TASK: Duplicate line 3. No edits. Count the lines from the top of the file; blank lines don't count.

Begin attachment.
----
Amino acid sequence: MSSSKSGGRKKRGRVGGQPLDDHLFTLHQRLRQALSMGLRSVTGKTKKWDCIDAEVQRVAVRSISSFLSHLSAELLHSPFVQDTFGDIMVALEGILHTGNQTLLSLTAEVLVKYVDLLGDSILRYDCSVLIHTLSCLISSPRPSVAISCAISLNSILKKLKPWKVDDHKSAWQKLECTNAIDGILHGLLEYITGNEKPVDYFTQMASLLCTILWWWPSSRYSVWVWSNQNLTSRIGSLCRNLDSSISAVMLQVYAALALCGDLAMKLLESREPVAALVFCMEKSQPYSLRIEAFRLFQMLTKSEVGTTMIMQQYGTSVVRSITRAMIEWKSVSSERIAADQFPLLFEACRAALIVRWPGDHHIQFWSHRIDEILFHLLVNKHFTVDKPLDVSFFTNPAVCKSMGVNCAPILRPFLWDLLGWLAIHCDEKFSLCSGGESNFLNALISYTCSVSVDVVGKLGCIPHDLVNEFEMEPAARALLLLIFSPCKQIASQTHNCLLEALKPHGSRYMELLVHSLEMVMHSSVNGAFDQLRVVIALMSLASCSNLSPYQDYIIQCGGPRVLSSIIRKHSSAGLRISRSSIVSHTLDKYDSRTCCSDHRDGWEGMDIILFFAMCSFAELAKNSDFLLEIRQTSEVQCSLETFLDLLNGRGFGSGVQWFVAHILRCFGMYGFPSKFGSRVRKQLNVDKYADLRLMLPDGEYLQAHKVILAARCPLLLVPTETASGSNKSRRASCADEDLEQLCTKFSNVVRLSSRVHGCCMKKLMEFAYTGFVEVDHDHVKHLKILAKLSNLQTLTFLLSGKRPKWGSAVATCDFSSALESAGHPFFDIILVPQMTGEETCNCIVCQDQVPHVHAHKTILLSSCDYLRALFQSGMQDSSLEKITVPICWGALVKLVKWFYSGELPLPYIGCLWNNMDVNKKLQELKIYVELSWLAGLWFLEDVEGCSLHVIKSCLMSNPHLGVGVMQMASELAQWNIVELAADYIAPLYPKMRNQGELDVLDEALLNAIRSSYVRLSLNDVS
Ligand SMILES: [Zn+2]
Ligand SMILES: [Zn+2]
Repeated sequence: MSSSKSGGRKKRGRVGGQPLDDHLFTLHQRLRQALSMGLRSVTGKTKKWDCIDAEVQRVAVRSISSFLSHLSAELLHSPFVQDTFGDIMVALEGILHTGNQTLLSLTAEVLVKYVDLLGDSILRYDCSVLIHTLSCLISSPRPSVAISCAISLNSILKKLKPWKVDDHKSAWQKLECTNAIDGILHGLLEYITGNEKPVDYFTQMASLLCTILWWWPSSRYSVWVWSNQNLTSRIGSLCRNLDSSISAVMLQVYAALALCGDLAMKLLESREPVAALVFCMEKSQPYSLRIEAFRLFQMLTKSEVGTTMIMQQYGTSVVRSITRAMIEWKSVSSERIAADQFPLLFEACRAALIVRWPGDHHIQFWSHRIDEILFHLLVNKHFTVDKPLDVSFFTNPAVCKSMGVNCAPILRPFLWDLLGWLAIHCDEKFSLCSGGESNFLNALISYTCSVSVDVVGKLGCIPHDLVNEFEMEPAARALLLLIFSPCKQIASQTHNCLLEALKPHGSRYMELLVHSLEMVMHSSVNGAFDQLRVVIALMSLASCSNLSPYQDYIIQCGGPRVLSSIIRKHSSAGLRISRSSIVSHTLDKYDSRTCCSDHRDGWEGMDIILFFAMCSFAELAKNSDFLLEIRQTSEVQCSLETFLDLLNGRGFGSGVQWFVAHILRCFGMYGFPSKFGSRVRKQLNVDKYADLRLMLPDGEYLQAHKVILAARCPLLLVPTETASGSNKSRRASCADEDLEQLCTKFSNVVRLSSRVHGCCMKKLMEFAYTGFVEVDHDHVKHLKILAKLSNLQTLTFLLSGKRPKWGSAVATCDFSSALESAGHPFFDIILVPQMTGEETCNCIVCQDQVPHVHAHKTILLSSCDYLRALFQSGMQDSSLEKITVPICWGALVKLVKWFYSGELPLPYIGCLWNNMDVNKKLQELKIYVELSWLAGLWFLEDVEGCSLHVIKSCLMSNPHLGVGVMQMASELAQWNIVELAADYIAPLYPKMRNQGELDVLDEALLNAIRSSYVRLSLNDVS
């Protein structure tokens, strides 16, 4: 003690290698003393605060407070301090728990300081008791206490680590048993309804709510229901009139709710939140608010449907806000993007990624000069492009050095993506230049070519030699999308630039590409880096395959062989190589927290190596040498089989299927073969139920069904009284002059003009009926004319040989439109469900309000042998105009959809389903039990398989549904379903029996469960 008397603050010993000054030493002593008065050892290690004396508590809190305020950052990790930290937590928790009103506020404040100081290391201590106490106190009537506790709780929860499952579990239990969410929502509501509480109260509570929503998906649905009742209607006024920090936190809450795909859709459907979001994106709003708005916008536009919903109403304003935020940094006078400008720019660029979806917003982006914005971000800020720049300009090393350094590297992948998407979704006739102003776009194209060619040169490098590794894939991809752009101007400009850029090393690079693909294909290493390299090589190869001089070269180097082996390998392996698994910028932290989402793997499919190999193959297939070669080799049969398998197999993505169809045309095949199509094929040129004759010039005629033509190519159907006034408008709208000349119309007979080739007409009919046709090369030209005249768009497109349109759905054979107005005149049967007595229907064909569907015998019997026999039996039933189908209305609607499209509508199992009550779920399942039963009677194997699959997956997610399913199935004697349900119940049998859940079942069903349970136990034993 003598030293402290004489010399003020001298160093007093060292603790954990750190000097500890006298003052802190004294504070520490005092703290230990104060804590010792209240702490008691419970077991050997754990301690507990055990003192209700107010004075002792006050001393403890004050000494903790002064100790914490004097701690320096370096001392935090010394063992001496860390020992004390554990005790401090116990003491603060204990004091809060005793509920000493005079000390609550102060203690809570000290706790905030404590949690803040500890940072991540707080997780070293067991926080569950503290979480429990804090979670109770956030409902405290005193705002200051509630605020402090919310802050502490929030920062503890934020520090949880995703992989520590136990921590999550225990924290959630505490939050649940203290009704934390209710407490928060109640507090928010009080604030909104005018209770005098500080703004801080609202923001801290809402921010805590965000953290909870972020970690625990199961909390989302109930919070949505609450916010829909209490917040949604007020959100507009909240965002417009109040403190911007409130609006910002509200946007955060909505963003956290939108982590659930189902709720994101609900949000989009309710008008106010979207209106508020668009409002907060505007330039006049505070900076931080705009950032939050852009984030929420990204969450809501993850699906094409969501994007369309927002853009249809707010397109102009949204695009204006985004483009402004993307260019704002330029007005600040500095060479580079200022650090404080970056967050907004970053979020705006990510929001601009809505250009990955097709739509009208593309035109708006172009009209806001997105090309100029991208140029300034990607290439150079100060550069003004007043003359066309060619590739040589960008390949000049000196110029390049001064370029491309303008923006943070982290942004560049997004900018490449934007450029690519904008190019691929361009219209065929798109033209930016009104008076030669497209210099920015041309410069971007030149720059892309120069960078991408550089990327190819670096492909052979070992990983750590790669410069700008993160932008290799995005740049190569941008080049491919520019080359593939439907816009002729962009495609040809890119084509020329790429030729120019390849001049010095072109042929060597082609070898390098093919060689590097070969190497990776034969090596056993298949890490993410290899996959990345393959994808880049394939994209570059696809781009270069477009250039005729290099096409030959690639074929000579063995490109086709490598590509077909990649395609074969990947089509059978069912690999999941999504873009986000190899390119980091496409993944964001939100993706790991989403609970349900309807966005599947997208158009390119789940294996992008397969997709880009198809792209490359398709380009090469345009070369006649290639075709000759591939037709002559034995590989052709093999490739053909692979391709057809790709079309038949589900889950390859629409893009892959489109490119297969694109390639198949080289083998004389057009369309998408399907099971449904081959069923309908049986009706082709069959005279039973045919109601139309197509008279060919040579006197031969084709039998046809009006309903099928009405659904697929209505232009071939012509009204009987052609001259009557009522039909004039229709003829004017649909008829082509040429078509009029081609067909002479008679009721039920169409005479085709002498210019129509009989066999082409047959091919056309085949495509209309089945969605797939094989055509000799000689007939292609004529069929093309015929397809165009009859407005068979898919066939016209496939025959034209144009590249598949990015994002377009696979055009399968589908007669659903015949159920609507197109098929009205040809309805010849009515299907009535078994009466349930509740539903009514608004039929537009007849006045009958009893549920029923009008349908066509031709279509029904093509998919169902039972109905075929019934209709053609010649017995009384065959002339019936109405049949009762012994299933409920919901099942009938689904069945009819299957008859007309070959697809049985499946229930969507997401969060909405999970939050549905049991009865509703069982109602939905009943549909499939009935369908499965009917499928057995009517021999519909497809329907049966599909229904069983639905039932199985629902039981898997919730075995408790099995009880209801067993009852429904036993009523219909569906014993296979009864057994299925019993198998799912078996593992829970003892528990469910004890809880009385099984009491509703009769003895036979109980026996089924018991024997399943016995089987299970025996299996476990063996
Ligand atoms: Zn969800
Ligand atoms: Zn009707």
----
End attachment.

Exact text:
Ligand SMILES: [Zn+2]